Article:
© carbon3d Electronics Production | March 18, 2015

Liquid 3D printing - this is pure SciFi

Like most of you have figured, my inner geek get's butterflies from desktop equipment and 3D printers, and I am one of those that screams about how this will be the revolution. But this one, this is just SciFi.
Carbon3D is a Silicon Valley based company (where else), working on marrying the intricacies of molecular science with hardware and software technologies to bring the 3D printing industry beyond basic prototyping to 3D manufacturing.

Remember T-1000 from the Terminator 2? The T-1000 body was composed of liquid metal which allowed it to assume the form of other objects, like a shapeshifter. Carbon3D's printer utilises something called CLIP technology (Continuous Liquid Interface Production) which harnesses light and oxygen to continuously grow objects from a pool of resin instead of printing them layer-by-layer. Maybe not the same as the T-1000, but looks like something out of a movie.

“Current 3D printing technology has failed to deliver on its promise to revolutionize manufacturing,” said Dr. Joseph DeSimone, CEO and Co-Founder, Carbon3D. “Our CLIP technology offers the game-changing speed, consistent mechanical properties and choice of materials required for complex commercial quality parts.”

Speed and resolution have been something of a sore thumb when it comes to 3D printer. Existing 3D printing, or additive manufacturing, technology is in some ways just 2D printing, over and over again. As a result, 3D printed parts take many hours, even days, to produce.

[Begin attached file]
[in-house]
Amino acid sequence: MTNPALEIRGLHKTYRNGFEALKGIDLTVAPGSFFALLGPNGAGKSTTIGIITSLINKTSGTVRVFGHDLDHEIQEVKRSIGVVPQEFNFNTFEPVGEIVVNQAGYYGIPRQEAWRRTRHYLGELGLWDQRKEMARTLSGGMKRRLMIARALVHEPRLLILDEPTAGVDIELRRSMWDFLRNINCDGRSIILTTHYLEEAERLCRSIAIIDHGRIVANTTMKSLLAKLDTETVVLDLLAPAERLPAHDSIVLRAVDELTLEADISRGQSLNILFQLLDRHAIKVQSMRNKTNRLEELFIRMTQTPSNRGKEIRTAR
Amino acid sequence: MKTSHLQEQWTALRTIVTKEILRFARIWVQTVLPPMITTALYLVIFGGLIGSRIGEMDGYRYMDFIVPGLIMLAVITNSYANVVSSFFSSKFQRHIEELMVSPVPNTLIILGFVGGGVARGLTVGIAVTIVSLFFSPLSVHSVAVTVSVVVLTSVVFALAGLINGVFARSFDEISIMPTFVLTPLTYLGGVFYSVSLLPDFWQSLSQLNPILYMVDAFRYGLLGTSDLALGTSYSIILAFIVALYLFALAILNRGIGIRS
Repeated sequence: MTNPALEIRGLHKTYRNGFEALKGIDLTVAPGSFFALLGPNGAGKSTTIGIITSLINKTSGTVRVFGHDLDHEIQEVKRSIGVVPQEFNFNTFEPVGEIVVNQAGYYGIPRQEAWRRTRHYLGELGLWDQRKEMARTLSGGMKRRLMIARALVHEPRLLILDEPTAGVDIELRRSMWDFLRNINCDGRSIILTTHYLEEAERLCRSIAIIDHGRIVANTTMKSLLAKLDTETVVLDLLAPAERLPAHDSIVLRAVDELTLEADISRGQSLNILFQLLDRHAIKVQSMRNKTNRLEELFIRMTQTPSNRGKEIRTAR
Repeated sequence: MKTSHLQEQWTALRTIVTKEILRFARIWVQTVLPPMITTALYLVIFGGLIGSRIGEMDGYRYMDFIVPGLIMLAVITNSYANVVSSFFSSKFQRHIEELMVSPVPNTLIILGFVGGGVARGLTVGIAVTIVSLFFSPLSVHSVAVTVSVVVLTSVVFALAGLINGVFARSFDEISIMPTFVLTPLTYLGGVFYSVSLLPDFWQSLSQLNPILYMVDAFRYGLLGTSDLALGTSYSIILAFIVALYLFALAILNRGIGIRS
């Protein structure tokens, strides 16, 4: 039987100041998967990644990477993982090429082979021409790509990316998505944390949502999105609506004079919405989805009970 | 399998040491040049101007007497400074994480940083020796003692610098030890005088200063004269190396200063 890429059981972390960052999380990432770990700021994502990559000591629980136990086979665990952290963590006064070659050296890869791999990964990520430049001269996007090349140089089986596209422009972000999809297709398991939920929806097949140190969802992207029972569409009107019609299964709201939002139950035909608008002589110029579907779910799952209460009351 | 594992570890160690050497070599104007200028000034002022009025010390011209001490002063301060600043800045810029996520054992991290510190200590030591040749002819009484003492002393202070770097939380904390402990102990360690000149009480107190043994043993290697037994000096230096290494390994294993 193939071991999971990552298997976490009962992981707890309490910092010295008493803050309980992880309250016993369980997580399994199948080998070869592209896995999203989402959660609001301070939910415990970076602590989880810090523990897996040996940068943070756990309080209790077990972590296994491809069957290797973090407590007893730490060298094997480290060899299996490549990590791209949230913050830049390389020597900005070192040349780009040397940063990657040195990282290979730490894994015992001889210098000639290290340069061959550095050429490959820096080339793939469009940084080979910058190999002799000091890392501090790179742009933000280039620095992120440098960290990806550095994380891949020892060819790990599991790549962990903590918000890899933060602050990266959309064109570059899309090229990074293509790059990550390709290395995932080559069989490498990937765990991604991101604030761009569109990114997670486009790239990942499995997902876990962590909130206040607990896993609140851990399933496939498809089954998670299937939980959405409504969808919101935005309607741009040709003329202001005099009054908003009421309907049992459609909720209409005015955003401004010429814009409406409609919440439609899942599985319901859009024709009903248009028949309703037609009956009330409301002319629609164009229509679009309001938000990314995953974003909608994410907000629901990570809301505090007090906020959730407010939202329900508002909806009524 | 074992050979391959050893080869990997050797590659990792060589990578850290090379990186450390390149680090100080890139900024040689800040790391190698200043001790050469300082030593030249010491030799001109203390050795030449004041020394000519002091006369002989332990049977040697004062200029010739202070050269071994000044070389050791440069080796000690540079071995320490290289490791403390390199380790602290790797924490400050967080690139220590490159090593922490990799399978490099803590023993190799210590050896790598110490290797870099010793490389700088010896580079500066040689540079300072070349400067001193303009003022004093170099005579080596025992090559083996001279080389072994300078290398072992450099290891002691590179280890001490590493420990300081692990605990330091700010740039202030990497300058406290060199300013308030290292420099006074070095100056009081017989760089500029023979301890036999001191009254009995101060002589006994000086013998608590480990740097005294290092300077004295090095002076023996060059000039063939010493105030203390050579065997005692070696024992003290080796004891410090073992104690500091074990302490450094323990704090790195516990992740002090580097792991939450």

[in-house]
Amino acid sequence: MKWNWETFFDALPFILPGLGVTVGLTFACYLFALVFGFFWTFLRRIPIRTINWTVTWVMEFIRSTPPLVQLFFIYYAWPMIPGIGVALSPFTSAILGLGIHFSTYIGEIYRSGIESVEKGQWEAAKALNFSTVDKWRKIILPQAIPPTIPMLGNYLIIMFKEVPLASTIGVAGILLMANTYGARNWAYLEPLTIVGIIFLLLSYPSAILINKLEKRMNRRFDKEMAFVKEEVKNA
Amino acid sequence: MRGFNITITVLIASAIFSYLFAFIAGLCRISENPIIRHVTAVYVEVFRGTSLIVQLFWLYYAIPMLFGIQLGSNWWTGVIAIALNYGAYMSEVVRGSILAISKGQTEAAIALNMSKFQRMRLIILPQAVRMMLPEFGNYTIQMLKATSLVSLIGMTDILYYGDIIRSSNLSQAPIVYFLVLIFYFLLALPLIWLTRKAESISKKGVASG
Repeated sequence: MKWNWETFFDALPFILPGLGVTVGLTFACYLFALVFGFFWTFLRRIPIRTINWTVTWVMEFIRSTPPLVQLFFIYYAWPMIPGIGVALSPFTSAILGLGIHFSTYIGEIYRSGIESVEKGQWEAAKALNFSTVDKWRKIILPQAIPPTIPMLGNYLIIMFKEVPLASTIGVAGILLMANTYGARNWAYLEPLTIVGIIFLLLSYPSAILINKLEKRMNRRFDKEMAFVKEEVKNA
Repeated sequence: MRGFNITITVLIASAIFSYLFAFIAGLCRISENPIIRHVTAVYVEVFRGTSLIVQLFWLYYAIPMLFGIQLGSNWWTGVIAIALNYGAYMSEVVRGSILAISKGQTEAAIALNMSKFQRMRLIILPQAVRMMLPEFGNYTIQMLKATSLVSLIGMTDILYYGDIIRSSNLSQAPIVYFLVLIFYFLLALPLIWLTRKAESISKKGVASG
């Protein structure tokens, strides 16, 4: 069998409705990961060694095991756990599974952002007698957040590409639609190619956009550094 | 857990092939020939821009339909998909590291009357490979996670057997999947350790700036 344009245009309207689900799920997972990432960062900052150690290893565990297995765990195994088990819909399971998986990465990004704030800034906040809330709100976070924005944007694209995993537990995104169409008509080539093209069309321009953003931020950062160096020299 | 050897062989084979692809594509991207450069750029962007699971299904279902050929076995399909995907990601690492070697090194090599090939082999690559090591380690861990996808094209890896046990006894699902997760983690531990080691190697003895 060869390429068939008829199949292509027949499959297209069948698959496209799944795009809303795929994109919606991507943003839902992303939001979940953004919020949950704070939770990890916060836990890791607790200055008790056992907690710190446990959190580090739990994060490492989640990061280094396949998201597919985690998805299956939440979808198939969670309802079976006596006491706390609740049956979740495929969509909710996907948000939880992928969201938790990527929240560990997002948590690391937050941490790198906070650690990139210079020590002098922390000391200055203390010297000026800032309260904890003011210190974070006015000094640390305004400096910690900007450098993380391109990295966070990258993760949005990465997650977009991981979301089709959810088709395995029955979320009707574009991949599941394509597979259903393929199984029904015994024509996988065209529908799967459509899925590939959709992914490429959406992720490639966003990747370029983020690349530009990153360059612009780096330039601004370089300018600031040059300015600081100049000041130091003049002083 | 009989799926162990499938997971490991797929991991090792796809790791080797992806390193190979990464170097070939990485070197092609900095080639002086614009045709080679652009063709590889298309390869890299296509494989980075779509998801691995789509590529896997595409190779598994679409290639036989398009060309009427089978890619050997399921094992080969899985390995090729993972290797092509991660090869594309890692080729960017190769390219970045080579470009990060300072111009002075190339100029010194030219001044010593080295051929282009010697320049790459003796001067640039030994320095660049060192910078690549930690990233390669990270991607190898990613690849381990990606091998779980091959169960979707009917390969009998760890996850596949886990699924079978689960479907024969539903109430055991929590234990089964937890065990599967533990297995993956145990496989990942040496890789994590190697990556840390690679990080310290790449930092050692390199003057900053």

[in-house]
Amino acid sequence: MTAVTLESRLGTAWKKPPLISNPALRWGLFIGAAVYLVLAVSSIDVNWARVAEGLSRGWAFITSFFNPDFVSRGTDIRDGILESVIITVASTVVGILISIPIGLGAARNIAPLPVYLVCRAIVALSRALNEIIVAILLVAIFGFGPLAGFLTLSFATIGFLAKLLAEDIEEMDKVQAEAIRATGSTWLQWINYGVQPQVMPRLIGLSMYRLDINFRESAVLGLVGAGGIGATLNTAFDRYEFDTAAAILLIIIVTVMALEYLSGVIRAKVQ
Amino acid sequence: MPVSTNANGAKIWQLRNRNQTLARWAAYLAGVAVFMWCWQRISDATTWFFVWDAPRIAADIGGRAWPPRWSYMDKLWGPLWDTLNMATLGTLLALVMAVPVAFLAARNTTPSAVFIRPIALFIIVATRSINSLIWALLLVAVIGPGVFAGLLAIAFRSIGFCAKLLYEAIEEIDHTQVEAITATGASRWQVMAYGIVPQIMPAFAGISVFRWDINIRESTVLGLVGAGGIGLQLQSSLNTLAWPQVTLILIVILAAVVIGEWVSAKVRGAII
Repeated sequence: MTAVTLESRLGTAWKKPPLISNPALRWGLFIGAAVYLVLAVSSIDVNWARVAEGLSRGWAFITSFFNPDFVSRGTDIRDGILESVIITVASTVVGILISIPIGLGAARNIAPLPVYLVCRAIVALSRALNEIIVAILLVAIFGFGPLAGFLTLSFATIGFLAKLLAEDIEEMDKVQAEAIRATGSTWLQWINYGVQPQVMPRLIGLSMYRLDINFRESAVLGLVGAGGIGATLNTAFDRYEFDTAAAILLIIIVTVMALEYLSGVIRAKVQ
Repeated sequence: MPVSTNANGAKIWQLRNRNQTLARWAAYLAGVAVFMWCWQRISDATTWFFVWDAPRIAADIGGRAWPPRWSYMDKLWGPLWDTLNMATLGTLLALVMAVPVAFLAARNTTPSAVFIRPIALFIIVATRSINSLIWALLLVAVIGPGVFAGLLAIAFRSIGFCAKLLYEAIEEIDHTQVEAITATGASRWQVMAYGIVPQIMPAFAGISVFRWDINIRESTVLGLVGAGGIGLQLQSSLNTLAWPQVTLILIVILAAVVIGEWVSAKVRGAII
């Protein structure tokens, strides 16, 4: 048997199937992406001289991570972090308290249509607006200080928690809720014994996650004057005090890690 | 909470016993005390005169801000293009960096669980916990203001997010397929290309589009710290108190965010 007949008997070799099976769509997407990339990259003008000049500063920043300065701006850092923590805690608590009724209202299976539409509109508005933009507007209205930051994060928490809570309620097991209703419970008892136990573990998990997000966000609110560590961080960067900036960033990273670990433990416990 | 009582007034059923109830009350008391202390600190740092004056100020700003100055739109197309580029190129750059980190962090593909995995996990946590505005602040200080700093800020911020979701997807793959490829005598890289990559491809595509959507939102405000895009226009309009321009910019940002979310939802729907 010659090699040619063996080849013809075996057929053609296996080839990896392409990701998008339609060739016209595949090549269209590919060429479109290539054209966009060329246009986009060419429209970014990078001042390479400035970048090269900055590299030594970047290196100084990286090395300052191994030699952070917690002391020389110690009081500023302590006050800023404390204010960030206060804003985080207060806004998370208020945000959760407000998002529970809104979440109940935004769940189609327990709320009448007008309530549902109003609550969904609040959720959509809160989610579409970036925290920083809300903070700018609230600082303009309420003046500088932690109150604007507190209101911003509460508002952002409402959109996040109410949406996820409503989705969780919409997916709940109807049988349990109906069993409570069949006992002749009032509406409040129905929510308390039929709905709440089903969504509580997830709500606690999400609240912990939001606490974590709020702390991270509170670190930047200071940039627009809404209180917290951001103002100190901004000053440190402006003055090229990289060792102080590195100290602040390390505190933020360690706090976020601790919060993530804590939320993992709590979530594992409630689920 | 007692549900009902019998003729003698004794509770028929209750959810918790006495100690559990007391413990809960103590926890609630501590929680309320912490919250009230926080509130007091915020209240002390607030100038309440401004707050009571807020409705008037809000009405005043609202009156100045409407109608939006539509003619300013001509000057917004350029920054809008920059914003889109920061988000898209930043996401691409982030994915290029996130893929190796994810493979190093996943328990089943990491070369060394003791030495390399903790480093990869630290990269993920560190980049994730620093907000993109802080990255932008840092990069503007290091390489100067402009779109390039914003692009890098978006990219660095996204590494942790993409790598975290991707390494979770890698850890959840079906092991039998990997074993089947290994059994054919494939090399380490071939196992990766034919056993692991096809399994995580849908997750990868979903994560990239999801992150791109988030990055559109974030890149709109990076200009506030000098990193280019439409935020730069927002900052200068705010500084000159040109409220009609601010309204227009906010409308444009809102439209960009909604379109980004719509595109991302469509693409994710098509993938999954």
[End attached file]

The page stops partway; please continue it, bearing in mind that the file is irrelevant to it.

However, Carbon3D claims that their technology makes its printing 25-100 times faster than conventional 3D printing.

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Using a tunable photochemical process instead of the traditional mechanical approach, Carbon3D’s layerless continuous liquid interface production technology (CLIP) can rapidly transform 3D models into physical objects. By balancing the interaction of UV light, which triggers photo polymerization, and oxygen, which inhibits the reaction, CLIP continuously grows objects from a pool of resin at speeds 25-100 times faster than traditional 3D printing.

At the heart of the CLIP process is a special window that is transparent to light and permeable to oxygen, much like a contact lens. By controlling the oxygen flux through the window, CLIP creates a “dead zone” in the resin pool just tens of microns thick (about 2-3 diameters of a red blood cell) where photopolymerization cannot occur. As a series of cross-sectional images of a 3D model is played like a movie into the resin pool from underneath, the physical object emerges continuously from just above the dead zone, the company explains in a press release.

Images and Video © Carbon3D


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